With major street protests erupting in Iran and China in recent weeks, U.S. President Joe Biden's administration is facing questions about its response to the unrest roiling two of the most significant U.S. adversaries.
To date, the administration's responses to events in both China and Iran have been mostly measured, though distinct.
In the case of Iran, where months of protests followed the death in police custody of a young woman accused of not wearing a headscarf appropriately, the president himself has criticized Tehran's policies. As early as October, he said that women 'should be able to wear, in God's name, what they want to wear' and 'Iran has to end the violence against its own citizens [for] simply exercising their fundamental rights.'
With regard to China, where the protests have primarily focused on the government's draconian lockdown procedures related to its 'zero-COVID' policy, the administration has been very careful to say that it supports peoples' right to peacefully protest. However, it has not echoed demands by some of the protesters that leaders step down.
In recent remarks, National Security Council Coordinator for Strategic Communications John Kirby said of the events in China, '[O]ur message to peaceful protesters around the world is the same and consistent: People should be allowed the right to assemble and to peacefully protest policies or laws or dictates that they take issue with.'
Response to China criticized as 'weak'
There are reasons the United States might be more hesitant to directly confront the Chinese government over its COVID policies. China is one of the largest economies in the world, and the Biden administration has been working to shore up a relationship badly damaged by trade disputes and security concerns. Iran, by contrast, remains economically crippled by sanctions, and is not nearly as important a player on the international stage as China.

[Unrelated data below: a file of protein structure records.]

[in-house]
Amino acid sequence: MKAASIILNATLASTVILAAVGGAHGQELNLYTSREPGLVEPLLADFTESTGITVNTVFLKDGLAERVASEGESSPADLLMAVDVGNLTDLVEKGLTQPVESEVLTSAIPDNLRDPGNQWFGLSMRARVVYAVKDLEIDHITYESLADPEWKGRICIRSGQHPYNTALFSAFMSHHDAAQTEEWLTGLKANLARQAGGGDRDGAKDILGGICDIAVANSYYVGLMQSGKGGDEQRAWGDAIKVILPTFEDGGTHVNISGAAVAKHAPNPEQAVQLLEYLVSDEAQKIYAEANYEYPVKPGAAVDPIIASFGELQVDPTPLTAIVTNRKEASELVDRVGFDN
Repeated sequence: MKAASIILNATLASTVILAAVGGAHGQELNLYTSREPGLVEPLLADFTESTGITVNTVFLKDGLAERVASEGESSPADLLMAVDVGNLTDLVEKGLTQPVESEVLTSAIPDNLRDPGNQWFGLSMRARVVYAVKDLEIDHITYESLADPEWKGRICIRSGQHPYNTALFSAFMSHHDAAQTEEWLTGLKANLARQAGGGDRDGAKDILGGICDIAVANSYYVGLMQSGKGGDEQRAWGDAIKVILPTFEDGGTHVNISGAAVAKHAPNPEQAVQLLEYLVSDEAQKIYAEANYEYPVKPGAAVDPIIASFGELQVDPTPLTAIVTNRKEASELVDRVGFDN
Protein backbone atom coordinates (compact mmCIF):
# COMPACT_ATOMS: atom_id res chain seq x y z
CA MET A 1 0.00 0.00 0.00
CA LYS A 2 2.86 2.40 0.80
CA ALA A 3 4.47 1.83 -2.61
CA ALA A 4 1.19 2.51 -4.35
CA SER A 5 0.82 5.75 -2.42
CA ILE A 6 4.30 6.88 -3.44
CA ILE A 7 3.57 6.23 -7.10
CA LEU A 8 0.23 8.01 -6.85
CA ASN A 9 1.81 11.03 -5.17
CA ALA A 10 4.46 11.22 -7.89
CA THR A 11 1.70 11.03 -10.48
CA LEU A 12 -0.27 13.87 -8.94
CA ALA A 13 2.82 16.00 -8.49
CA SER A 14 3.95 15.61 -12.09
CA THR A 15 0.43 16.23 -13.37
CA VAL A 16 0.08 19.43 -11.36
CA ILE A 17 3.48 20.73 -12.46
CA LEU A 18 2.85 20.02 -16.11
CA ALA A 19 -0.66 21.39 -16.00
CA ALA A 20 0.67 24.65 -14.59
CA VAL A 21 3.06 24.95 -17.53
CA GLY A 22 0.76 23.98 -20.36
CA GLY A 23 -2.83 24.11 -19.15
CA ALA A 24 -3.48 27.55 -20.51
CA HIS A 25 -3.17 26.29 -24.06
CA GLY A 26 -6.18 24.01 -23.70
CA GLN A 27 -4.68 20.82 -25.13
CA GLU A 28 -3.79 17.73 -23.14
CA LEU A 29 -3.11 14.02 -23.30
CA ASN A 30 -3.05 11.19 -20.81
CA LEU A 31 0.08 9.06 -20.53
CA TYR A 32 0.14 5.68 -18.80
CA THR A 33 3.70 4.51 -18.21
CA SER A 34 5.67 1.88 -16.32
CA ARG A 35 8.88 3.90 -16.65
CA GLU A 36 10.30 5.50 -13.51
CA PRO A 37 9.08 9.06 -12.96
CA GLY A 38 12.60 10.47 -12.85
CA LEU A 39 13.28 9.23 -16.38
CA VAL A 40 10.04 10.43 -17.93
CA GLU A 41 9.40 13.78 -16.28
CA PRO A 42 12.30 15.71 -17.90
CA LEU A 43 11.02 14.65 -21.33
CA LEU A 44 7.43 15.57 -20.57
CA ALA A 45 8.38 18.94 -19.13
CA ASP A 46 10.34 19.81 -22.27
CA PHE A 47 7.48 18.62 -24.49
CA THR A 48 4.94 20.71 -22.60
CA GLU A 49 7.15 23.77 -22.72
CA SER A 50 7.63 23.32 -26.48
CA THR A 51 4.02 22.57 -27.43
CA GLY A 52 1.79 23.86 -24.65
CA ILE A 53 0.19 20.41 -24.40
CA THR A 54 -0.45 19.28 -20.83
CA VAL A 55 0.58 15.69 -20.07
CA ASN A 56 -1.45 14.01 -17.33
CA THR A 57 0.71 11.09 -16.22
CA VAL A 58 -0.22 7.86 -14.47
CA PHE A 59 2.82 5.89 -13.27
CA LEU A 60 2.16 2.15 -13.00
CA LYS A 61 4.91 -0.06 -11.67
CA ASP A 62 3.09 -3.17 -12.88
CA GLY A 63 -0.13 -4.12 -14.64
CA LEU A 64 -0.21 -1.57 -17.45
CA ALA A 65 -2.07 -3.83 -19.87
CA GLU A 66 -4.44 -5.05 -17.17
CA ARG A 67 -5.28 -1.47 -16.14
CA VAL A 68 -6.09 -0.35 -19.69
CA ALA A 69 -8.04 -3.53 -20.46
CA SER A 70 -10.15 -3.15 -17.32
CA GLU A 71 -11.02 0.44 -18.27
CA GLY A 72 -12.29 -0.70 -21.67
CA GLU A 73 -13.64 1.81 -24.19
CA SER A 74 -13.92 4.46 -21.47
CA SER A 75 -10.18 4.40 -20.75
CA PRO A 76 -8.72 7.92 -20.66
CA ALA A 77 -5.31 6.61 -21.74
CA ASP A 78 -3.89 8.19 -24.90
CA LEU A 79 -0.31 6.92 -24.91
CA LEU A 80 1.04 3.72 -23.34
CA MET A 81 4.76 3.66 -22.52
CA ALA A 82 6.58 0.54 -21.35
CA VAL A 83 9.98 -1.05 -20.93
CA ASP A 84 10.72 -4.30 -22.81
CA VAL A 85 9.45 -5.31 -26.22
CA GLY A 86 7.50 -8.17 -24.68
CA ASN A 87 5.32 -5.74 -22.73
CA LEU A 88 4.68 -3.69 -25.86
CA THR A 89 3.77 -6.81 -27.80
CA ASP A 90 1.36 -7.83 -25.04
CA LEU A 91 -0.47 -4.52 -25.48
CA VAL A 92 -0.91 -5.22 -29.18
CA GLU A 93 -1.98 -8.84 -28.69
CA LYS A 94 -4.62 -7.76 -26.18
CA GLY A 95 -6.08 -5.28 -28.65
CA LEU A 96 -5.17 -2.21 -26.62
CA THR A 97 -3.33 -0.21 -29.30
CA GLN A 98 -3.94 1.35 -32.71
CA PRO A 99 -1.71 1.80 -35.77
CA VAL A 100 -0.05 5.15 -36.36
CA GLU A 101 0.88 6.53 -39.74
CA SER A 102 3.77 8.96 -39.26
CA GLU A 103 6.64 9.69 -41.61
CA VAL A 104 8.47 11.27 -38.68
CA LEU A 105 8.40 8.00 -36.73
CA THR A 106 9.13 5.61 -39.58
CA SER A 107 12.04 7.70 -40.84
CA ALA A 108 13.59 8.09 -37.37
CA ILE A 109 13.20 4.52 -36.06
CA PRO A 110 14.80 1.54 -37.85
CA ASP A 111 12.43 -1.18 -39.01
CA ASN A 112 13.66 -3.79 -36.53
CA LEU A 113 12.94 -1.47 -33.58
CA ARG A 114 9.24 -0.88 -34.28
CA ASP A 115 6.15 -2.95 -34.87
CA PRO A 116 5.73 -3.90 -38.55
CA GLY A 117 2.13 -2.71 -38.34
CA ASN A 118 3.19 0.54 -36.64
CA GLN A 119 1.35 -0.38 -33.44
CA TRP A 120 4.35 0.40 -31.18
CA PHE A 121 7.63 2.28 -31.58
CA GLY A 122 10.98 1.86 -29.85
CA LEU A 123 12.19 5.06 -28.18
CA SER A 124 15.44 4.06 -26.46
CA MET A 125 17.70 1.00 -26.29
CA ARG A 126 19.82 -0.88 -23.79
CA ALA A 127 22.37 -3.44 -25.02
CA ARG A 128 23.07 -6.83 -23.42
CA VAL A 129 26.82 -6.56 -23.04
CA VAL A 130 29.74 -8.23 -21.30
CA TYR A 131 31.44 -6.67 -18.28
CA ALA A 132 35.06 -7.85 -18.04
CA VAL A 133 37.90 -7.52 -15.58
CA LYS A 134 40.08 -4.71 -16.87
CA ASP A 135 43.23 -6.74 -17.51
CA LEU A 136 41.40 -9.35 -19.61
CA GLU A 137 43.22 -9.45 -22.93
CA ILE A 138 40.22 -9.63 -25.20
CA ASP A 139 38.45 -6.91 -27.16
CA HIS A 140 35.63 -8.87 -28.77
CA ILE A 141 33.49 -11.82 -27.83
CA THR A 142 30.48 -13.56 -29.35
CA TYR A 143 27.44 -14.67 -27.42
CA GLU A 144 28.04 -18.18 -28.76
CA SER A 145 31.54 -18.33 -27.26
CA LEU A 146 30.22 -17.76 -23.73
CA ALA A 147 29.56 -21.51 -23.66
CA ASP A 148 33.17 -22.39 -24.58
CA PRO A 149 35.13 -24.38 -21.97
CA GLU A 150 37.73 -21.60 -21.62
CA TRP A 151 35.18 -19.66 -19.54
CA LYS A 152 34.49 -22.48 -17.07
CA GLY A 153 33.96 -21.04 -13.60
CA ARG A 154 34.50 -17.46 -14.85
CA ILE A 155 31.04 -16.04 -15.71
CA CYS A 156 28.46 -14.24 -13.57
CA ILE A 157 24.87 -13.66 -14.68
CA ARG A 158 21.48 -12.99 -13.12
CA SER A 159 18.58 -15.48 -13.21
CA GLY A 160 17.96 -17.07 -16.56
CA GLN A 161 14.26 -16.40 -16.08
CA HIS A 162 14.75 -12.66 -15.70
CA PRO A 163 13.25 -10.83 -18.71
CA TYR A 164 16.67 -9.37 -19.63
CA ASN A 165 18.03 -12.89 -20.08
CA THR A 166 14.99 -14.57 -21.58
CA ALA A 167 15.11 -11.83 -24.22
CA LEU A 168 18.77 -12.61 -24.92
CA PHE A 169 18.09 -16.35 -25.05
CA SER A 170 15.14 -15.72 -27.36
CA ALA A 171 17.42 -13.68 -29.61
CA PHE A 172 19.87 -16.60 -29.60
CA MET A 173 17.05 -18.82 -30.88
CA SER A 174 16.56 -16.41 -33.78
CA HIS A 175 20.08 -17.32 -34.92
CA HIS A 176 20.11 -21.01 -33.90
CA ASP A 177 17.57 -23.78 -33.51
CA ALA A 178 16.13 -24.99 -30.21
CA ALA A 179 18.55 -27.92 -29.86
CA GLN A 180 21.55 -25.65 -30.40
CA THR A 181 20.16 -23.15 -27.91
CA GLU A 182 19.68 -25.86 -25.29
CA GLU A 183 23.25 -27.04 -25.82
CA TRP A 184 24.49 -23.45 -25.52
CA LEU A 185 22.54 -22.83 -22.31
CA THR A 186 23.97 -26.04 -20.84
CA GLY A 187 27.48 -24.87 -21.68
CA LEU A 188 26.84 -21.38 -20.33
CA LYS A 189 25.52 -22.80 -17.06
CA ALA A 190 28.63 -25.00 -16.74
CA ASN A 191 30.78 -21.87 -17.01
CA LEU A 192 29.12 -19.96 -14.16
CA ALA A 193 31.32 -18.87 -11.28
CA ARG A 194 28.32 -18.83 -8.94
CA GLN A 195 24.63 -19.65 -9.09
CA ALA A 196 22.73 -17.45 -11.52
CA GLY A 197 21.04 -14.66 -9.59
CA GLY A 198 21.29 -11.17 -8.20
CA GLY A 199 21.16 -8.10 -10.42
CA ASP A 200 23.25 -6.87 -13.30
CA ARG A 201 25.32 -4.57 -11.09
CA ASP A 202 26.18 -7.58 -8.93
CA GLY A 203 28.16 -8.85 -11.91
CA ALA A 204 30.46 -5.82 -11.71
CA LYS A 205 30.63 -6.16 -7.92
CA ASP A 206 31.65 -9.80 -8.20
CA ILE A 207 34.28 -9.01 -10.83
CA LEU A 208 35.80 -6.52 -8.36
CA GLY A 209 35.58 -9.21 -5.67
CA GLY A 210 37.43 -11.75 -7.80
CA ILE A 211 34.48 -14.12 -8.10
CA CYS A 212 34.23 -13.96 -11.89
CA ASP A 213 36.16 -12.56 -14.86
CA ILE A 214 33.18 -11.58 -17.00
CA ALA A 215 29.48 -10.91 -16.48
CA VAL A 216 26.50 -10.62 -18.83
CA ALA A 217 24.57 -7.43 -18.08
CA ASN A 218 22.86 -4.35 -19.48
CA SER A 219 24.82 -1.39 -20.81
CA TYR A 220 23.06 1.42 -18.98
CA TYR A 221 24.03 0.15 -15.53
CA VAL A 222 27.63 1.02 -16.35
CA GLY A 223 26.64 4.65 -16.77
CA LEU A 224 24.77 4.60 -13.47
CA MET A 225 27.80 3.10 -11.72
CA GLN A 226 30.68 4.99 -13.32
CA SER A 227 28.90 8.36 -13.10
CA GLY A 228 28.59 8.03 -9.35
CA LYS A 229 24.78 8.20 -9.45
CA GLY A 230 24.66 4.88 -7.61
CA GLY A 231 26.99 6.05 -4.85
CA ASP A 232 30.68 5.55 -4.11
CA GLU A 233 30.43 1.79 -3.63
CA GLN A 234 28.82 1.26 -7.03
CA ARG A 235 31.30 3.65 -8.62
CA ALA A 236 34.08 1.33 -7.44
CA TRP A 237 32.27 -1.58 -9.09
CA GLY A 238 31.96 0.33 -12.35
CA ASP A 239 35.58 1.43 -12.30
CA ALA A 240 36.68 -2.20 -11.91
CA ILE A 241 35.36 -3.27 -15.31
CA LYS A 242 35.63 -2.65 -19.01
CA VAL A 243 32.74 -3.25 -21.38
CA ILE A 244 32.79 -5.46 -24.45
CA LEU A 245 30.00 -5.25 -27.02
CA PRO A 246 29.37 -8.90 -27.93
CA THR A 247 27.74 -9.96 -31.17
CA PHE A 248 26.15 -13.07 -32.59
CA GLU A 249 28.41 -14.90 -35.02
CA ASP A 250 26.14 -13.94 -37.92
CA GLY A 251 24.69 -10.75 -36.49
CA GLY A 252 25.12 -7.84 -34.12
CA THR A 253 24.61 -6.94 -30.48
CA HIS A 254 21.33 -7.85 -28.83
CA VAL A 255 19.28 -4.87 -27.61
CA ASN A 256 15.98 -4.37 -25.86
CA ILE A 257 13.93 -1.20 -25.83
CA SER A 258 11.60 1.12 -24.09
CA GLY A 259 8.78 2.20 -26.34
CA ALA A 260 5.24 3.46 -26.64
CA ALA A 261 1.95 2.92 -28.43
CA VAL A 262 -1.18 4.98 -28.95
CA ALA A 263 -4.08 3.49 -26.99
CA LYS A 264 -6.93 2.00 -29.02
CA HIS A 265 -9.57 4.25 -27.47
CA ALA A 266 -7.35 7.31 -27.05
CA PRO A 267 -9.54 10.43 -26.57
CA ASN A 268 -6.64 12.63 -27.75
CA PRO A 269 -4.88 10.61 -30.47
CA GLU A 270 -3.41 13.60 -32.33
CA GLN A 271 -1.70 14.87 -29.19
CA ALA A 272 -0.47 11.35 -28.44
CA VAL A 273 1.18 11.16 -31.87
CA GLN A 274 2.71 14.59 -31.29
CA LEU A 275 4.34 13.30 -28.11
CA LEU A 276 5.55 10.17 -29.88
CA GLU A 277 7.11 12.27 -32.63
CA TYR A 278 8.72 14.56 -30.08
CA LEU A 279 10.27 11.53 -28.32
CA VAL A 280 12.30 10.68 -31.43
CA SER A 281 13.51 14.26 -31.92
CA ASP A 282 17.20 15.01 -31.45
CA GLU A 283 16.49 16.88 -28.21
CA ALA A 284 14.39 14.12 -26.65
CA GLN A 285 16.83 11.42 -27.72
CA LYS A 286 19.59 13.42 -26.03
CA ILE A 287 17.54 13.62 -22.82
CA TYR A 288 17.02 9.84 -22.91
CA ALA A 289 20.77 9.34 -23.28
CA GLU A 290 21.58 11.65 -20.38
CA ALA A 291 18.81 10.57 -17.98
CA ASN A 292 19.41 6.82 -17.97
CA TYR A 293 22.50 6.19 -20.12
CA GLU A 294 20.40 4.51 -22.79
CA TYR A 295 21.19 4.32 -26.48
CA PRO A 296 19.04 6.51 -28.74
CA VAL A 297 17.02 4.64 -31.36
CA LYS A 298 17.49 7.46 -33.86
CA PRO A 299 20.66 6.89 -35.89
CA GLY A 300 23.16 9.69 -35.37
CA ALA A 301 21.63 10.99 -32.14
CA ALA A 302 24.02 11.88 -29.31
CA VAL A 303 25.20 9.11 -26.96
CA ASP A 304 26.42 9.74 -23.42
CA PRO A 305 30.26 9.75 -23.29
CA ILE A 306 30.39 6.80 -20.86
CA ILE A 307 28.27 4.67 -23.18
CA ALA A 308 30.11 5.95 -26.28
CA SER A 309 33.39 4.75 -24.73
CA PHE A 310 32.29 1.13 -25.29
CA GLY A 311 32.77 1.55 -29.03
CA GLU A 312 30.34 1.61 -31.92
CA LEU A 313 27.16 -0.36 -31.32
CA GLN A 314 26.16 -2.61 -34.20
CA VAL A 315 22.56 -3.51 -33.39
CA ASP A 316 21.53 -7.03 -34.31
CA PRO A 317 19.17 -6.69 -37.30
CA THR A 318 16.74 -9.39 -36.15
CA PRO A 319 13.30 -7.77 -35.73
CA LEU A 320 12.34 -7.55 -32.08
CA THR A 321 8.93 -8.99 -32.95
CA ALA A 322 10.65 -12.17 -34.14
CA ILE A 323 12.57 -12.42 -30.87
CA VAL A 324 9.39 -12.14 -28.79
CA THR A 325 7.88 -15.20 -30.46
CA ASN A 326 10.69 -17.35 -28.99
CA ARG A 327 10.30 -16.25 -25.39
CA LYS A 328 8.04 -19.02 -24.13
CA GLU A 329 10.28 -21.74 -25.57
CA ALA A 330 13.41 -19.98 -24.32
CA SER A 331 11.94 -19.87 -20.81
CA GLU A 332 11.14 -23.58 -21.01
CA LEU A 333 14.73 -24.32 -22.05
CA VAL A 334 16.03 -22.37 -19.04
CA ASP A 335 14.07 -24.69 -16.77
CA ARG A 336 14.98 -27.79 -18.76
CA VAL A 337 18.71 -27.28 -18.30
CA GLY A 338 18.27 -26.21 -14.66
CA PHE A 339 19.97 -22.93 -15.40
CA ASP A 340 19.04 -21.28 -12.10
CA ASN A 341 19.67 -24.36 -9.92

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However, that has not stopped Republicans in Washington from characterizing the administration's response as 'weak,' particularly with regard to China.
In a statement released Monday, for example, Senator Marco Rubio and Representative Chris Smith, both Republicans, said, 'The Biden Administration's weak rejection of the [Chinese Communist Party's] zero-Covid policy and refusal to call out [Chinese President Xi Jinping's] totalitarian grip is nothing short of cowardly. Just weeks after shaking hands with Xi in Bali, President Biden and his administration have once again demonstrated that they are unwilling to stand up to the CCP and stand in solidarity with the Chinese people.'
Experts in public diplomacy also told VOA they were concerned that the administration is missing an opportunity by failing to more aggressively condemn China's lockdown policies and the strain it has placed on many of the Chinese people.
Ash Jain, director for democratic order at the Atlantic Council's Scowcroft Strategy Initiative, said that the administration's measured tone with regard to China 'reflects a keen interest in keeping the lines of engagement open with Beijing.'